For his part, Fredette doesn't complain, saying, "I'm no different than any of these other guys in the D-League." He still jokes easily about himself, too, unabashedly telling stories of how security guards stop him at arenas -- even at the D-League All-Star Game -- if he forgets his credential.

If Fredette has a parallel as a pro, it's not really Lin -- it's Tim Tebow, even though Tebow played a different sport. Both Tebow and Fredette were college sensations drafted a bit higher than perhaps they should have, and their high draft positions became even more baggage when their careers didn't take off.

Tebow quit rather than change positions or play in Canada. As Fredette said, "One of the reasons I didn't go to Europe yet is because I do still believe I'm an NBA player. And I think I've proven that."

Still, rather than judge Fredette through the prism of his college days, people would do him a great favor if they saw him for what he is: a basketball journeyman whose pro career is at a crossroads.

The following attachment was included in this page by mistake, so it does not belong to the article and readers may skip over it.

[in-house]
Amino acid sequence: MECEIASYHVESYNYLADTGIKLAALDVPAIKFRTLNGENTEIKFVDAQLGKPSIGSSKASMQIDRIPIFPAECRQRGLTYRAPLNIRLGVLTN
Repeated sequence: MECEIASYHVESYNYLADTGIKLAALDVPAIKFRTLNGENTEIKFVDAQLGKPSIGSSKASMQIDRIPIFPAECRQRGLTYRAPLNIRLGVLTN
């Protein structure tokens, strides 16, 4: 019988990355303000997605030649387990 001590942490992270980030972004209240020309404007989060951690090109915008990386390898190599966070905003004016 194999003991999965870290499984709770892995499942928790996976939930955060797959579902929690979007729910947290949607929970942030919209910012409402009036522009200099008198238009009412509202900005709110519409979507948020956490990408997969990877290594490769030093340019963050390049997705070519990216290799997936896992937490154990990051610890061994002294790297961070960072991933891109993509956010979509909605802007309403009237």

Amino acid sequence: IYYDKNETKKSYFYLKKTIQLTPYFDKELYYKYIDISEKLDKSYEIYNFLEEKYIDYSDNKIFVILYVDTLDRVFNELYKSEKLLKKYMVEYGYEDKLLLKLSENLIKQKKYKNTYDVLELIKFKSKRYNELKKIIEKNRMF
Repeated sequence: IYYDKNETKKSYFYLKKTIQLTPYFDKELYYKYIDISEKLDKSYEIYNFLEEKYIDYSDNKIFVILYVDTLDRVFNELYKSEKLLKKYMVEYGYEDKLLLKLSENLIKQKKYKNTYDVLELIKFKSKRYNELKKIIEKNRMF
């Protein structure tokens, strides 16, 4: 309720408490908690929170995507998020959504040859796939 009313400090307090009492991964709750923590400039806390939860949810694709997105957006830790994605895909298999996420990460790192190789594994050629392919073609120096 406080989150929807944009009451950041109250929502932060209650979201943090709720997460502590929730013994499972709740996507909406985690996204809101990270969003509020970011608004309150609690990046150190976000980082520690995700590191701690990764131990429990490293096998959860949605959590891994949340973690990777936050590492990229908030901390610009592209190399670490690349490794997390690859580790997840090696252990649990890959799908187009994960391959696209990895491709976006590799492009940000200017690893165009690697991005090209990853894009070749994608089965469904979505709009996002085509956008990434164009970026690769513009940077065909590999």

Houston, once a terrific scorer for the Knicks, knows it's not smart to say never in sports. He notes the NBA is moving toward offenses that emphasize spacing on the court and shooting 3s -- two strengths of Fredette's game -- and maybe Fredette will indeed find that perfect NBA "fit" he hasn't stumbled upon yet.

Fredette is admittedly unsure whether New York will be it.

College was great, Fredette said, but even he will admit, "What happened in college feels like a long time ago."